Italian developer Milestone have brought us a slew of capable racers in the last few years, and have been taking care of the MotoGP licence since 2013. MotoGP’s real world riders got going a couple of months back, so fans of speed on 2-wheels will be ripe and ready for the latest iteration of the sport in it’s officially licenced, virtual form. Milestone promise that this is the best Moto sim yet, offering much more than just an updated rider roster.
I will admit that I much prefer my 200mph vehicles to have the sturdiness and control that comes with having four wheels planted firmly on the tarmac. That being said, I have always had an appreciation for the speed, precision and outright danger that comes with racing on two wheels. Don’t get me wrong, you couldn’t pay me to get on the back of one of these things (I’m happy to keep my eyes inside my skull, thank you), but there is obviously a huge amount of skill involved in keeping these super powered death traps upright, a theory I put to the test soon after booting up MotoGP 15 for the first time.
You are thrown straight into a tutorial (this can be skipped if you already know your stuff) when first firing up MotoGP, something I was very grateful for. The tutorial is voiced and presented excellently, giving a good grasp of the basics over the course of a few laps. The tutorial turns the driving aides all the way up and all the way down, giving both myself and the game the chace to check each other out. I didn’t do very well, apparently, as once I was done with the tutorial I had everything automatically set to “easy” and the bikes were suddenly a lot easier to handle. I’m not complaining about this, by the way, as it gave me a chance to take baby steps into the world of MotoGP without putting me off immediately with a terrifying wall of difficulty, grazes and trips to visit the St John’s Ambulance team.
Once the tutorial is out of the way you are free to take on any of the games modes on offer. I decided to jump straight into the campaign mode, which I found to be surprisingly deep. You have to start at the bottom, Moto 3, which has much slower bikes than the full fat MotoGP formula I had experienced so far. Going from the monstrous power of the big bikes down to the whiney meander of the Moto 3 bikes is something of a come down, but I found myself winning more races than I lost thanks to the multitude of driving aides, which made my whole experience feel decidedly fake, reigned-in and hollow. About time I turned some of these aides off, I thought – and haven’t won a single race since. I did get an offer from a slightly better team, mind, and I have some sponsors on my bike that even I have heard of, so it’s not all doom and gloom for my fledgling racing career.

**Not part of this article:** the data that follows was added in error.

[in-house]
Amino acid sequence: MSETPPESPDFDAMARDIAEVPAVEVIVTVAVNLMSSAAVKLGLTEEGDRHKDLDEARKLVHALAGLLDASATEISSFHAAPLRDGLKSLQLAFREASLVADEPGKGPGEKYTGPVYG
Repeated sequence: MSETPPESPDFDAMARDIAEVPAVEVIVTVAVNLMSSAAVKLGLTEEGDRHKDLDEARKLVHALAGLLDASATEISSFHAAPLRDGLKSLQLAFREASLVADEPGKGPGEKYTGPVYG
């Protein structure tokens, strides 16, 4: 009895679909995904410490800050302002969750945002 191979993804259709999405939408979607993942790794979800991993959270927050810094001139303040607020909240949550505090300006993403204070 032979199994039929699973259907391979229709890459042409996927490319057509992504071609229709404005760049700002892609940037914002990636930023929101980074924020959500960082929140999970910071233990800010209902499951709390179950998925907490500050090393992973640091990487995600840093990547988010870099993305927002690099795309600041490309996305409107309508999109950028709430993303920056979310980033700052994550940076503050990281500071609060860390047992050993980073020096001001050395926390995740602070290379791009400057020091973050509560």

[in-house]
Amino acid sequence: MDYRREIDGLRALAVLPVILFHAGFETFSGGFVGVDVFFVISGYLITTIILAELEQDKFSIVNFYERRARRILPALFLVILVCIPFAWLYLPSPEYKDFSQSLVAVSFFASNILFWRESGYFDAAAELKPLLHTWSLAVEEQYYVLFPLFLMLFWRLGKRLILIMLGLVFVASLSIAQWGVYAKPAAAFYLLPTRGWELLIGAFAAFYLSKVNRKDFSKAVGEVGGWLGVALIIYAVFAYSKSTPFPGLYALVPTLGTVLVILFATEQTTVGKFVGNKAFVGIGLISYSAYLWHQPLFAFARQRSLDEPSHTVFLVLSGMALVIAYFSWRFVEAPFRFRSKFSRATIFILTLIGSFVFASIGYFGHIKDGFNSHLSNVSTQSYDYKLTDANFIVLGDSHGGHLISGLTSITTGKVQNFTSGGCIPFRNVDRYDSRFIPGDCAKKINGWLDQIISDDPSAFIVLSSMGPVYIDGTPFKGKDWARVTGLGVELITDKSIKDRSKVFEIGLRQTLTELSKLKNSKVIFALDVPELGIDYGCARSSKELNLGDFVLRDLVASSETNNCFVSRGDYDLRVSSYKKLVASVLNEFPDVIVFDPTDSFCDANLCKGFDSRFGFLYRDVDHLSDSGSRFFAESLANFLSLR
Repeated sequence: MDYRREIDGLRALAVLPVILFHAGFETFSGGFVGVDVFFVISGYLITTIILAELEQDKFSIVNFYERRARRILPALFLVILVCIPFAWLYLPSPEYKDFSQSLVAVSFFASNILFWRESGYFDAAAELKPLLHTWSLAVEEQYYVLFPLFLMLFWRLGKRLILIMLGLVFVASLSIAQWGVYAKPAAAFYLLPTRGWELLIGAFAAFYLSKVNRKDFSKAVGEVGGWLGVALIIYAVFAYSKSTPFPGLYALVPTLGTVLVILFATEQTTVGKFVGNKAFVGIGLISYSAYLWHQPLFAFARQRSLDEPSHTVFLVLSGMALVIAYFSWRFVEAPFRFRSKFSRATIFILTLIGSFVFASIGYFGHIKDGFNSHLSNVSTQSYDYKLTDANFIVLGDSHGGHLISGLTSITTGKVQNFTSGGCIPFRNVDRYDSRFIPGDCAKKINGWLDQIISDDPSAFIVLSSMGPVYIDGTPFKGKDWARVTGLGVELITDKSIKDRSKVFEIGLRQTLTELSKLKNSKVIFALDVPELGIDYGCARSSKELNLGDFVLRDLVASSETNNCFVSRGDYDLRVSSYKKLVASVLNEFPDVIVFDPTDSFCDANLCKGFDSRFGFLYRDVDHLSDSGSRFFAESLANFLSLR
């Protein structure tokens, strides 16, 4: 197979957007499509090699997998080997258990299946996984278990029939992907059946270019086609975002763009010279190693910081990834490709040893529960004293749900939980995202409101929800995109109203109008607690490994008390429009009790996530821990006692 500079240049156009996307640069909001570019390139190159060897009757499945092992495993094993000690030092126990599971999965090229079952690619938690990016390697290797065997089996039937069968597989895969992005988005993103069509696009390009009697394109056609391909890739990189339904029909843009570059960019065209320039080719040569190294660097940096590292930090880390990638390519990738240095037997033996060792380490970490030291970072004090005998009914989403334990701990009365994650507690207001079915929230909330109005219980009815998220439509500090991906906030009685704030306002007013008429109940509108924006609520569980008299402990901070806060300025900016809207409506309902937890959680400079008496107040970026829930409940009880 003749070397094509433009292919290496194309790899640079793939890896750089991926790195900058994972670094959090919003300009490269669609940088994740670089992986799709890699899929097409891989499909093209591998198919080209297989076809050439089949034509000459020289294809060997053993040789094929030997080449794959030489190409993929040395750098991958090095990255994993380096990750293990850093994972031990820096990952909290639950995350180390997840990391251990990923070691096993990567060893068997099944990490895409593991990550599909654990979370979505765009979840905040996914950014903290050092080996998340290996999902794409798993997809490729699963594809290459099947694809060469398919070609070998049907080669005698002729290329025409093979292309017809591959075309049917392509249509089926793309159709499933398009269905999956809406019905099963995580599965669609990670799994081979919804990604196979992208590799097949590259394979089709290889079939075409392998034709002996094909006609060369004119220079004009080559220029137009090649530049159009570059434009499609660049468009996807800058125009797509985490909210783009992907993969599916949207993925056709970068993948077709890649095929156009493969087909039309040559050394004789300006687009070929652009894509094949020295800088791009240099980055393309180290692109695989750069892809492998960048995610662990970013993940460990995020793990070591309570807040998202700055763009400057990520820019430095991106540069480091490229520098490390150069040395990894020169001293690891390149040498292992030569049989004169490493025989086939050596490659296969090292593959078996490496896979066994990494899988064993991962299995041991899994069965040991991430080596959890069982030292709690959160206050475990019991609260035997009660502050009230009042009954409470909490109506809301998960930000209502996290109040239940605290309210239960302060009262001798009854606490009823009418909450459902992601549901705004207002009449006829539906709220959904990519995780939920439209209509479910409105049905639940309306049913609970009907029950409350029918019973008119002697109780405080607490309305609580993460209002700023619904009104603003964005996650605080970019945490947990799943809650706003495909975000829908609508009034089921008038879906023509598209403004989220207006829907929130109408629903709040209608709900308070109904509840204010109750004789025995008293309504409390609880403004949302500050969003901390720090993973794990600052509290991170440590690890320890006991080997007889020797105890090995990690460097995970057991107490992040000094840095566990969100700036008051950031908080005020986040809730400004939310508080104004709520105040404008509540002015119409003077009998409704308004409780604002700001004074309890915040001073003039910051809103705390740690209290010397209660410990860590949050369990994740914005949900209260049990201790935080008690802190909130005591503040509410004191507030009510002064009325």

People familiar to the world of MotoGP will likely tell me that the physics, movement and control of the bikes is jolly realistic. However, I found it to be picky, often random and entirely unforgiving. MotoGP is all about getting your cornering right, just like any motorsport, really, but on these superbikes, the slightest overuse of the throttle can result in the mother of all carpet burns. So the answer, I found, was to be boring: successful, only putting the hammer down when on a straight, and wafting round corners at what feels like nearly-nought with the on-screen rider leaning over at some silly angle with his knee dangling around dangerously. Doing anything else simply results in the smallest amount of oversteer and carpet burn death.
You can, as in all modern racing games, rewind time and amend your tiny error, but often it’s not possible to rewind quite far enough, leaving you stuck in a loop of leather-clad disappointment. Now I know what you’re thinking: many of the problems (if you can call them problems) are undoubtedly down to my skill level, but it doesn’t change the fact that I rarely found myself enjoying the races. I suck at the officially licensed F1 games, but I still love playing them, even when I finish stone dead last. These are bikes doing 200mph – I should be entertained, but it just fails to do that for a lot of the time.
Visually, MotoGP strikes gold with its bikes, riders and animations. The bikes and riders themselves glisten in the sun and dance around in the rain – the light engine used here really shines (ahem…). It’s a shame the same cannot be said for the tracks and surroundings, which are devoid of life and character. Of course, being a “sim”, this probably won’t even register as an issue for most. I found the menu system, particularly in the career mode, to be intuitive and easy to navigate, and the use of an on-screen laptop to manage my career is a quick win. The Xbox One build I have been testing has suffered from some frankly show-stopping load times, with it taking a couple of minutes on some occasions just to get into the race and past the dizzying array of pointless motifs, show reels and driver presentations.
MotoGP 2015 is an competent if not exciting entry into the MotoGP series, something I can only really recommend if you’re a fan of the racing formula and are hankering for a title update. As bike racers go this is still your best option, which isn’t necessarily a good thing.
Bikes and animations are lovely.
Deep career mode.
Good tutorial system and driving aides.
Makes something thrilling dreadfully boring.
Clunky transition between menus and races.